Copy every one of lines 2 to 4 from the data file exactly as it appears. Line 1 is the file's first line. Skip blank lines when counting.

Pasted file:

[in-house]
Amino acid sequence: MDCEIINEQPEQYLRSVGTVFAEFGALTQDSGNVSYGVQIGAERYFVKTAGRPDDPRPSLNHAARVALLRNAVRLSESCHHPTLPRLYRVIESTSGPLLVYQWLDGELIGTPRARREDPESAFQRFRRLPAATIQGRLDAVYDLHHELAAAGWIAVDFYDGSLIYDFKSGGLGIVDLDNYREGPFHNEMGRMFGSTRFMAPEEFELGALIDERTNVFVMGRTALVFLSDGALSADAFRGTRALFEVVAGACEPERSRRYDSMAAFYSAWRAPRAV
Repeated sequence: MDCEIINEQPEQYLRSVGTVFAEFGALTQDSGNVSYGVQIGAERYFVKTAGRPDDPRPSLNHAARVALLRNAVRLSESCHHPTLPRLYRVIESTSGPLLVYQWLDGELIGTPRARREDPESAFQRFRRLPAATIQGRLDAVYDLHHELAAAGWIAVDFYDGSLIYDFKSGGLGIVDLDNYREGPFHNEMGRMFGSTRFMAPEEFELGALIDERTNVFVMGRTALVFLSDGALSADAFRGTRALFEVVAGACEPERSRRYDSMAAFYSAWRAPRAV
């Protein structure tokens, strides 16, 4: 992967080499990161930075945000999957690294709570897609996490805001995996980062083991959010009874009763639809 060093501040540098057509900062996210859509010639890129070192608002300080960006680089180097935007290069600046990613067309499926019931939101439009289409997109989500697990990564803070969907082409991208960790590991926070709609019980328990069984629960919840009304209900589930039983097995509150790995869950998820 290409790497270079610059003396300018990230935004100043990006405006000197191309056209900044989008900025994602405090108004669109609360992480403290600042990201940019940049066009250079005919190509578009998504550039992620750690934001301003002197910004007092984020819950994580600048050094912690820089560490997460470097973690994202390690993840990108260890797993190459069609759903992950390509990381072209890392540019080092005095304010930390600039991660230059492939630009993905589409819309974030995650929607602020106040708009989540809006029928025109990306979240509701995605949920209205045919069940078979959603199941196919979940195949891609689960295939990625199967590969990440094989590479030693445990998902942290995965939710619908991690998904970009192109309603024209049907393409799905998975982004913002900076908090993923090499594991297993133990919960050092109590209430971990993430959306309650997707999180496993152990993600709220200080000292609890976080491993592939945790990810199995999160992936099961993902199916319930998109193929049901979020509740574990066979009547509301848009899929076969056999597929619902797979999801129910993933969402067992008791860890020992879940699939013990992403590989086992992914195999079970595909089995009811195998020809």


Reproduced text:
Amino acid sequence: MDCEIINEQPEQYLRSVGTVFAEFGALTQDSGNVSYGVQIGAERYFVKTAGRPDDPRPSLNHAARVALLRNAVRLSESCHHPTLPRLYRVIESTSGPLLVYQWLDGELIGTPRARREDPESAFQRFRRLPAATIQGRLDAVYDLHHELAAAGWIAVDFYDGSLIYDFKSGGLGIVDLDNYREGPFHNEMGRMFGSTRFMAPEEFELGALIDERTNVFVMGRTALVFLSDGALSADAFRGTRALFEVVAGACEPERSRRYDSMAAFYSAWRAPRAV
Repeated sequence: MDCEIINEQPEQYLRSVGTVFAEFGALTQDSGNVSYGVQIGAERYFVKTAGRPDDPRPSLNHAARVALLRNAVRLSESCHHPTLPRLYRVIESTSGPLLVYQWLDGELIGTPRARREDPESAFQRFRRLPAATIQGRLDAVYDLHHELAAAGWIAVDFYDGSLIYDFKSGGLGIVDLDNYREGPFHNEMGRMFGSTRFMAPEEFELGALIDERTNVFVMGRTALVFLSDGALSADAFRGTRALFEVVAGACEPERSRRYDSMAAFYSAWRAPRAV
């Protein structure tokens, strides 16, 4: 992967080499990161930075945000999957690294709570897609996490805001995996980062083991959010009874009763639809 060093501040540098057509900062996210859509010639890129070192608002300080960006680089180097935007290069600046990613067309499926019931939101439009289409997109989500697990990564803070969907082409991208960790590991926070709609019980328990069984629960919840009304209900589930039983097995509150790995869950998820 290409790497270079610059003396300018990230935004100043990006405006000197191309056209900044989008900025994602405090108004669109609360992480403290600042990201940019940049066009250079005919190509578009998504550039992620750690934001301003002197910004007092984020819950994580600048050094912690820089560490997460470097973690994202390690993840990108260890797993190459069609759903992950390509990381072209890392540019080092005095304010930390600039991660230059492939630009993905589409819309974030995650929607602020106040708009989540809006029928025109990306979240509701995605949920209205045919069940078979959603199941196919979940195949891609689960295939990625199967590969990440094989590479030693445990998902942290995965939710619908991690998904970009192109309603024209049907393409799905998975982004913002900076908090993923090499594991297993133990919960050092109590209430971990993430959306309650997707999180496993152990993600709220200080000292609890976080491993592939945790990810199995999160992936099961993902199916319930998109193929049901979020509740574990066979009547509301848009899929076969056999597929619902797979999801129910993933969402067992008791860890020992879940699939013990992403590989086992992914195999079970595909089995009811195998020809």